The unreliable sources of energy are simply not going to replace fossil fuels.  They can't; their characteristics make it an engineering impossibility.  This is why Greens need to drop their contrived objections to those sources of energy which actually can.

I think it is overly simplistic to label all advocates of renewable energy as "Greens" and then dismiss them.

It is similarly over-simplistic of these "Greens" to say that all "non-renewable" sources (e.g., petro, nuclear, etc.) are to be avoided, period, as you rightly inferred in your post.

In reality, however, a combination of renewables and non-renewables is an essential interim solution.

- Petroleum will not be available forever
- Renewables like wind, solar, hydro and even (arguably) nuclear) must be utilized in increasing amounts as petroleum becomes more and more difficult to mine, and ultimately runs out.
- The carbon footprint of all-petroleum electric grid is unsustainable, because it will eventually run out and the carbon emitted by such a grid will continue to damage the environment and exacerbate climate change.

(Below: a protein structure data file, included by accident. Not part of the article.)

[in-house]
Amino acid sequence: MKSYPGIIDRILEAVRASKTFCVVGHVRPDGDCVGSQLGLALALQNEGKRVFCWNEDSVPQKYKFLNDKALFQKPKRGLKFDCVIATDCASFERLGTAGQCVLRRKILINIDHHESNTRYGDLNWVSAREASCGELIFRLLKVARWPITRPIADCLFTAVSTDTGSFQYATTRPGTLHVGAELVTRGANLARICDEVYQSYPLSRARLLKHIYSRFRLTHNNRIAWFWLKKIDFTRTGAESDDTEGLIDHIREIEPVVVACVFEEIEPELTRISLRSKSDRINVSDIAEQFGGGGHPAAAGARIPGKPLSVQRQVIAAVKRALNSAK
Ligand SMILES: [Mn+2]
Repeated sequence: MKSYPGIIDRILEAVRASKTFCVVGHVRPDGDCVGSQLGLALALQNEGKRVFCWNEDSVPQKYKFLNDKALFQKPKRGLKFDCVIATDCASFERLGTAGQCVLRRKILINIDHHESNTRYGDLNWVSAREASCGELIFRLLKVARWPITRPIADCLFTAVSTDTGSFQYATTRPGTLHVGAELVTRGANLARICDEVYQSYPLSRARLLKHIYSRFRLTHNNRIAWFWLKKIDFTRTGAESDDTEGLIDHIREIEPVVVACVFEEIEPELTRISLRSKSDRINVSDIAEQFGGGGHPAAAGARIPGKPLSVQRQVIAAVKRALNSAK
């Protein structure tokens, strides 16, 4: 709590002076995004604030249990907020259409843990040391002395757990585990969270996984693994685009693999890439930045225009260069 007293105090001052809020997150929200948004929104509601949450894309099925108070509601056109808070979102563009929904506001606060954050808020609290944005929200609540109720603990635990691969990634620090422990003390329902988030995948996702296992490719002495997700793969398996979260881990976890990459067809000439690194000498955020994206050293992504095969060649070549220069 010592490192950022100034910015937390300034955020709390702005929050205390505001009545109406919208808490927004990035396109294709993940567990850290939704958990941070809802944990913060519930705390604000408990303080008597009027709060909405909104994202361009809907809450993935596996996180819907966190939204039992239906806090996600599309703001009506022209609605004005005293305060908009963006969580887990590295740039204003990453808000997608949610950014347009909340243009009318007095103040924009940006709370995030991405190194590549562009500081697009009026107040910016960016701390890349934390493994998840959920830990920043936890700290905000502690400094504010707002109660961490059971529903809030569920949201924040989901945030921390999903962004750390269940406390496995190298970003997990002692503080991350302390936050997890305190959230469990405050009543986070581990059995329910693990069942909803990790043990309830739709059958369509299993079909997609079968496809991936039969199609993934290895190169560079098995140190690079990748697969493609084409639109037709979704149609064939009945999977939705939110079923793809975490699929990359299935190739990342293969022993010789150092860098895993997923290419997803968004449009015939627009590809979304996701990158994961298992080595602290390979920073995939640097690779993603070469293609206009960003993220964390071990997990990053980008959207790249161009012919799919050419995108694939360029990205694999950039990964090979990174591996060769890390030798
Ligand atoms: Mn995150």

If you disagree with any of the above bullet points, then we are at loggerheads and I don't know how we will ever go forward.

The rational solution MUST involve building renewables into our grid as much as is economically feasible (with gov't. subsidies as an unavoidable collateral necessity), but with a concentrated and on-going research initiative studying energy storage.

Currently, we have pumped-hydro, battery-based, flywheel-based, compressed air-based storage techniques. Fuel cell technology can be considered as partially renewable, because current designs still involve methane or other simple hydrocarbon fuels, which do not have a zero carbon footprint.

There is no single solution. Some are geographically limited, some are simply too expensive, and some have well-known environmental impacts of their own to overcome.

Only when we have solved the energy storage problem will it be possible to rely on just renewables. HOwever, we cannot forget that without renewables, our society is eventually doomed to having no practical source of energy by some point this century and/or no livable environment left in which to continue human history.

This is NOT a suitable matter for "Greens" (progressives) and petro-friendly conservatives to endlessly argue partisan political talking points. It involves an existential threat to human society and even, eventually the survival of all life on earth as we know it. This issue is too important to allow it to devolve into just a shouting match between progressives and conservatives.

For those of you interested in investigating energy storage more fully, you can start here:

Franklin J. Rudolph, PhD, PE